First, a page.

– Zorena Jantze
SITTING by the reception desk of the Rights Not Rescue Trust’s (RNRT) office, Daniel Ashanti Koos spends the quiet winter morning basking in the little sunlight that streams in through the front window.
The transwoman, who is currently in the midst of a court battle, was last year thrust into the limelight when a video of her being tied up to a chair and then whipped by former politician and tribal leader, Frans Migu /Goagoseb. The video went viral.
Koos, aged 22, is but one of the many lesbian, gay, bisexual, transgender, queer and other identifying persons (LGBTQ+) who sought rehabilitation and refuge at RNRT after experiencing physical abuse or some form of violence due to their sexual orientation or gender identity.
The young woman, despite these harrowing circumstances, seems to be in positive spirits.
She smiles and tells me that she feels certain she will win her civil suit in which she has sued her attacker, /Goagoseb, for close to half a million Namibian dollars.
“Until today, I need more counselling for my mental wellbeing. The stigma in the location is also too much. When I walk in the streets, people taunt me and sing, ‘Ou Migu, Ou Migu’.
“I have been attacked by strangers. I thought Windhoek would be better when I came from Gobabis, but it’s the same all around,” Koos says.
The young transwoman explains that her injuries transcend beyond just the mental challenges and adds that one of her eyes has been permanently damaged due to the gruesome attack last year.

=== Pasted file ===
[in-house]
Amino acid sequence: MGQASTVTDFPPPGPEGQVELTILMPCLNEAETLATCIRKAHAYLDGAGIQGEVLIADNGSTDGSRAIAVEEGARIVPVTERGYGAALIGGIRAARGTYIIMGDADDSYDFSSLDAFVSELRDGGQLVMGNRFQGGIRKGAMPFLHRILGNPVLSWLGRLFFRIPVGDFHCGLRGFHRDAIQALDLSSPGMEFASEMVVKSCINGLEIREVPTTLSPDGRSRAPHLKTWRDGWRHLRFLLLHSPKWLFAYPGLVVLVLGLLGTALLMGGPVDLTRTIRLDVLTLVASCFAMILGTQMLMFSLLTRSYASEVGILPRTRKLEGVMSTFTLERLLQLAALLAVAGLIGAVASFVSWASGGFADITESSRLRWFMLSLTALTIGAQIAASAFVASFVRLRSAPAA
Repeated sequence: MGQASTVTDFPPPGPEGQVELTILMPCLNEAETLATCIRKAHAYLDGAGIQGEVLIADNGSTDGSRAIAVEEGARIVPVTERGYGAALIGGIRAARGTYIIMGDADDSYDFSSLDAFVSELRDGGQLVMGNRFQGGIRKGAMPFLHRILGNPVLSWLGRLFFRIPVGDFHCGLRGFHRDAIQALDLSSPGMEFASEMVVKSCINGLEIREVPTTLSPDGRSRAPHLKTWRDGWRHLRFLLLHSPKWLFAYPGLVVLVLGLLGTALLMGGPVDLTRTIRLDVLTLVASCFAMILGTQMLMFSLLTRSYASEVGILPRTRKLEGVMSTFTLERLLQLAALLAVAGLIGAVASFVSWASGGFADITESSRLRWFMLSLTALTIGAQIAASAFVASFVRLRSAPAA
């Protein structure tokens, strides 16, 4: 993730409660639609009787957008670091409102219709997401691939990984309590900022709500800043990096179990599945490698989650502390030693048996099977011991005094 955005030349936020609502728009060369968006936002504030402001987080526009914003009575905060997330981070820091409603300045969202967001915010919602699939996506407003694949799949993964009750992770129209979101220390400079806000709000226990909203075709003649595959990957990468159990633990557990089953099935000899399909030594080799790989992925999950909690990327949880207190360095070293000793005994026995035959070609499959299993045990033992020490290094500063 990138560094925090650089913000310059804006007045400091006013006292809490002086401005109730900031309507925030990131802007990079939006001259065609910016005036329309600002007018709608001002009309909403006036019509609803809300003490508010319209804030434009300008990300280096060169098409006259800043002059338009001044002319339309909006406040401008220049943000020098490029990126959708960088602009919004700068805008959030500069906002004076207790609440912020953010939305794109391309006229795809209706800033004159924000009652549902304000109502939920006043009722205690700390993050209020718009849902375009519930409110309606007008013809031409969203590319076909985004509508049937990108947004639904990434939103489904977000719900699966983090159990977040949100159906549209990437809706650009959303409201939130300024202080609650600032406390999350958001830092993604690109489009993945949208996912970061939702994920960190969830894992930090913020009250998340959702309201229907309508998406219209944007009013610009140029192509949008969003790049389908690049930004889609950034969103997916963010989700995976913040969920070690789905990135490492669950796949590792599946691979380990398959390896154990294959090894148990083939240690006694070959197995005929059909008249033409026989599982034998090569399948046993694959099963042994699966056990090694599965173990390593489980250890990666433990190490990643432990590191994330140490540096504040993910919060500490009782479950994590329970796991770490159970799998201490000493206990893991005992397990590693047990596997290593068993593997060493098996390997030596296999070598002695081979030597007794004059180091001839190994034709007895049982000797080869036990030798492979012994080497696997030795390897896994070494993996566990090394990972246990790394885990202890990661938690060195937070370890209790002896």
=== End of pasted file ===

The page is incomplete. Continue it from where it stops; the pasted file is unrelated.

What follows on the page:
Koos, who is now employed at the Rights Not Rescue Trust says life has, nonetheless, been bearable because of the supportive group of people around her.
“When I was in grade four, my biological father rejected me and said he wasn’t my father due to the fact that I was trans. My mother passed on in 2018 and my extended family doesn’t like me all too much due to my sexuality.
“I want to say thanks to Mama Africa, RNRT and the Positive Vibes organisation. If it weren’t for them, I wouldn’t know where to go,” Koos added.
Mama Africa, the founder of the RNRT, explains that the trust was founded in 2008 after a serial killer targeted sex workers and dumped their severed remains alongside the B1 road.
She adds that the organisation since expanded its activism towards the LGBTQ+ as well as vulnerable populations such as prisoners, young girls and woman.
“My focus is mostly on the wellbeing of the people that walk through that door.
“Yes, abuse victims get referral services to health care facilities and criminal cases are opened, however so little attention is paid to their mental health and support systems. Some of these abused persons become suicidal,” Mama Africa explains.
Adding to this, she says many LGBTQ+ persons have come knocking at her door, some rejected by their families and others fleeing the environments in which they stay after being physically attacked.
“Most cases get withdrawn, however, the person cannot continue staying in that phobic environment. Government doesn’t even have safe houses or havens for women fleeing domestic abuse. The system is weak so we have to take care of each other as a community,” Mama Africa says.
Unfortunately, the current Covid-19 pandemic situation has thrown a wrench in the services provided by the trust, but, the work continues.
Due to the situation, Mama Africa says, she cannot take in many people. But, fortunately, most of the individuals who have sought the services of the trust are currently re-integrating into society.